One hundred years later the Vandals had become soft from living on the fat of the land.  Their armies were no longer the terror of the western Mediterranean.  Emperor Justinian of the Eastern Roman Empire sent his favourite general, Belisarius, to retake Africa for Rome.  In 533 AD Belisarius defeated the armies of King Gelimer and his brothers.

According to the historian Procopius the Menorah was found amongst the treasures of the Vandals and was taken to Constantinople.  It was displayed in the Ovation given by Justinian to his victorious general.  Gelimer was prostrated before the Emperor, and was allowed to live out his life on a Roman estate.

According to Procopius Justinian gave the Menorah back to the Jews in Jerusalem.  On the one hand it is hard to believe that such an ardent Christian emperor would have given this treasure to people he regarded as little short of heretics.  On the other hand he may have looked at the fate of the Second Temple, Rome and Carthage and wondered if he really wanted to keep the Menorah in his capital.

Whatever the truth this is the end of the tale for the Menorah.  It is never seen again.  Some say it is hidden in the Vatican City and the Vandals never found it.  Others say it was looted from Jerusalem when the Persians sacked the city in 614 AD.  Some think it was in a ship that sank in the Tibur when the Vandals were leaving Rome and that it lies at the bottom of the sea outside Ostia.  Others think it was still in Jerusalem during the Crusades and was taken by the Knights Templar.  Whatever the truth it is a tempting theme for a “Da Vinci Code” style adventure, or a new quest for Indiana Jones.

Psalm III : by Allen Ginsberg
To God: to illuminate all men. Beginning with Skid Road.
Let Occidental and Washington be transformed into a higher place, the plaza of eternity.
Illuminate the welders in shipyards with the brilliance of their torches.
Let the crane operator lift up his arm for joy.
Let elevators creak and speak, ascending and descending in awe.
Let the mercy of the flower’s direction beckon in the eye.
Let the straight flower bespeak its purpose in straightness — to seek the light.
Let the crooked flower bespeak its purpose in crookedness — to seek the light.
Let the crookedness and straightness bespeak the light.
Let Puget Sound be a blast of light.
I feed on your Name like a cockroach on a crumb — this cockroach is holy.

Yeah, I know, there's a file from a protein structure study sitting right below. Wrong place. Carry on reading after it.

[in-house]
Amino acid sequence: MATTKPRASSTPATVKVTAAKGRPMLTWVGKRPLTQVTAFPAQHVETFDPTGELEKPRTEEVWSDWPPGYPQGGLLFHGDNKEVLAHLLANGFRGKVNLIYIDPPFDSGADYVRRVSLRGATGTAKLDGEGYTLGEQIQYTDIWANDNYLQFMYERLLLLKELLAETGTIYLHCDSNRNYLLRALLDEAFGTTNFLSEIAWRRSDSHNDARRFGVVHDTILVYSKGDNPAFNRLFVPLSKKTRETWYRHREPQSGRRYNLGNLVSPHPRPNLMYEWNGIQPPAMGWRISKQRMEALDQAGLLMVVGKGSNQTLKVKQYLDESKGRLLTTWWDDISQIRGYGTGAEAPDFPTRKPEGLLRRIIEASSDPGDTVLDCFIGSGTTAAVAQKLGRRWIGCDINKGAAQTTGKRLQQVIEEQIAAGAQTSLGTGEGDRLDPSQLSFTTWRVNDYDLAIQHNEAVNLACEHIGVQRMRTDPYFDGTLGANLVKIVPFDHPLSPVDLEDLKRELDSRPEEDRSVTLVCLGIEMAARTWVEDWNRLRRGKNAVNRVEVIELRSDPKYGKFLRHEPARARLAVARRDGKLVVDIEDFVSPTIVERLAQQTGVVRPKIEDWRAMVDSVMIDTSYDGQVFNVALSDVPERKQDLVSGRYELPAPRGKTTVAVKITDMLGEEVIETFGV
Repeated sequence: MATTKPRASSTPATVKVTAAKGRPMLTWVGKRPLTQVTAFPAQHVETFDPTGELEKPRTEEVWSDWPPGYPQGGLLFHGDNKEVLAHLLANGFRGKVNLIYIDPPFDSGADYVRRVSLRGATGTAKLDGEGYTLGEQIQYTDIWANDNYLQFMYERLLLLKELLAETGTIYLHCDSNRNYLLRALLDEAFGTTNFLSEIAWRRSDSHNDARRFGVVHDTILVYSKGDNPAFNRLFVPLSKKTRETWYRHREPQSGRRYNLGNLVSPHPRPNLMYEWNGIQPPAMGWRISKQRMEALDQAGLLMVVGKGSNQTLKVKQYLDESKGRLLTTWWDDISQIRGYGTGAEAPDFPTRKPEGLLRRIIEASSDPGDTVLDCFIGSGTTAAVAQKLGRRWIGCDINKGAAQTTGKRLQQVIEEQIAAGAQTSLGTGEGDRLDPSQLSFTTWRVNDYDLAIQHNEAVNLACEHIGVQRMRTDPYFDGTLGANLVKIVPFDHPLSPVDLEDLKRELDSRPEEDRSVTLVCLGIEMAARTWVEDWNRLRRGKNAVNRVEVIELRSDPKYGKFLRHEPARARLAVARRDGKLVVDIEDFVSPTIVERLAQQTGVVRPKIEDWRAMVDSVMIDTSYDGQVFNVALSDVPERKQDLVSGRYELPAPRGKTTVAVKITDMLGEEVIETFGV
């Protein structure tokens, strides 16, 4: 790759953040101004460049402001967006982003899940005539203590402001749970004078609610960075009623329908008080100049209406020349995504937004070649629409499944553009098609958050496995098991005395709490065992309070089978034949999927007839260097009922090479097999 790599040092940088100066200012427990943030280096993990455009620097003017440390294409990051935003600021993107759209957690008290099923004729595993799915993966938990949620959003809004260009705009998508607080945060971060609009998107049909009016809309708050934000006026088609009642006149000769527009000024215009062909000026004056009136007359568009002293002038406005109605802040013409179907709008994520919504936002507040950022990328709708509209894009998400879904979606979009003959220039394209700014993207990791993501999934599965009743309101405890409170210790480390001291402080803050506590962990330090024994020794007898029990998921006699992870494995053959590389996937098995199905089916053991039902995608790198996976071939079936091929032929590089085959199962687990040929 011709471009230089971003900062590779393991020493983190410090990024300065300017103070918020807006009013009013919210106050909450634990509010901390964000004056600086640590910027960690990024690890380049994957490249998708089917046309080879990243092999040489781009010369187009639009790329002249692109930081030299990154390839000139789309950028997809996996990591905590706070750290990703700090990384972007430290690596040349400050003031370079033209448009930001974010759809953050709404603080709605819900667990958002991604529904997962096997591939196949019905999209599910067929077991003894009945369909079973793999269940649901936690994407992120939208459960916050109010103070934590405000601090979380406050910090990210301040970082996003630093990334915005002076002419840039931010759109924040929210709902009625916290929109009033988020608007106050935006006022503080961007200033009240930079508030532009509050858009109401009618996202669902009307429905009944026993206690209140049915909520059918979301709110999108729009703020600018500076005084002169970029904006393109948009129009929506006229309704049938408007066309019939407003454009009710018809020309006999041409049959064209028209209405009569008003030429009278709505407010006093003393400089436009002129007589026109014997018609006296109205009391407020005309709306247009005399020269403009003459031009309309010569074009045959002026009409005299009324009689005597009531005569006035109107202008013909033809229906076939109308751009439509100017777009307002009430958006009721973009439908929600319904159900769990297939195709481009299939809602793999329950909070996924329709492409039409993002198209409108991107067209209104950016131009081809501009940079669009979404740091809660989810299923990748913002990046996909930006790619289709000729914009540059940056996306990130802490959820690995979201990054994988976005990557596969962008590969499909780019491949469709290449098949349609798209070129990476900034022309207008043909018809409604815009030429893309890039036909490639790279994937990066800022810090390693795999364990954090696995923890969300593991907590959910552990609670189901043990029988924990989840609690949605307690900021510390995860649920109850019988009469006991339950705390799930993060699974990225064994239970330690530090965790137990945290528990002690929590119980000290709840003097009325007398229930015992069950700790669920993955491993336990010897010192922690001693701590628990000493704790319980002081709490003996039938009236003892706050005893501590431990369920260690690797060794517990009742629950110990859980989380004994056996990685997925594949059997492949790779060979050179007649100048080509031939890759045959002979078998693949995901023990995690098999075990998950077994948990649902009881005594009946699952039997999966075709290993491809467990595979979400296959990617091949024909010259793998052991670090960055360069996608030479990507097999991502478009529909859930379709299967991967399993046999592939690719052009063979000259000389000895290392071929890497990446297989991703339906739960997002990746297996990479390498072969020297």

To poets: Learn to sail!

Good poet, bad sailor Percy Bysshe Shelley was born August 4th in 1792 and died a month short of his 30th birthday leaving a stunning legacy of poetry.  How much richer would the world have been had he practiced decent seamanship?

The Gulf of La Spezia is known locally as the Golfo dei poeti in commemoration of the disaster.

Rusticated is an obscure word used almost exclusively in Oxford and Cambridge universities.  It means to be expelled, or “sent down” from the college.  There is no higher accolade for a great artist, to break free of the bounds of established academia and be expelled for radicalism.  In Shelley’s case it was for publication of a pamphlet on Atheism.  If you look up a definition of the word “Rusticate” it almost invariably comes with an example which references the expulsion of Shelley.  In a sense he is responsible for the preservation of that meaning of the word.

From The Arabic, An Imitation :by Percy Bysshe Shelley

M.pngy faint spirit was sitting in the light
of thy looks, my love;
It panted for thee like the hind at noon
for the brooks, my love.
Thy barb, whose hoofs outspeed the tempest’s flight,
bore thee far from me;
my heart, for my weak feet were weary soon,
did companion thee.

Ah! fleeter far than fleetest storm or steed,
or the death they bear,
the heart which tender thought clothes like a dove
with the wings of care;
in the battle, in the darkness, in the need,
shall mine cling to thee,
nor claim one smile for all the comfort, love,
it may bring to thee.

 

Happy Birthday Maxine Kumin

Snowwhite

The true feminist knows that the fairy tale wedding is just a beginning.  In the aftermath of those tales how many of those tall, dark and handsome narcissists could you genuinely tolerate for more than a few years.  Dina Goldstein addresses the idea in her scathing set of “Fallen Princesses” photos.

Academic, feminist, horse breeder and mother of three Maxine Kumin was born Maxine Winokur on June 6th 1925.

The poem below is interesting as my daughter just told a joke on the same theme.  How do you drastically shorten a Shakespeare play?  “Oh Romeo, oh Romeo, hast thou found Jesus?”

 

Purgatory : by Maxine Kumin

And suppose the darlings get to Mantua,
suppose they cheat the crypt, what next? Begin
with him, unshaven. Though not, I grant you, a
displeasing cockerel, there’s egg yolk on his chin.
His seedy robe’s aflap, he’s got the rheum.
Poor dear, the cooking lard has smoked her eye.
Another Montague is in the womb
although the first babe’s bottom’s not yet dry.
She scrolls a weekly letter to her Nurse
who dares to send a smock through Balthasar,
and once a month, his father posts a purse.
News from Verona? Always news of war.
Such sour years it takes to right this wrong!
The fifth act runs unconscionably long.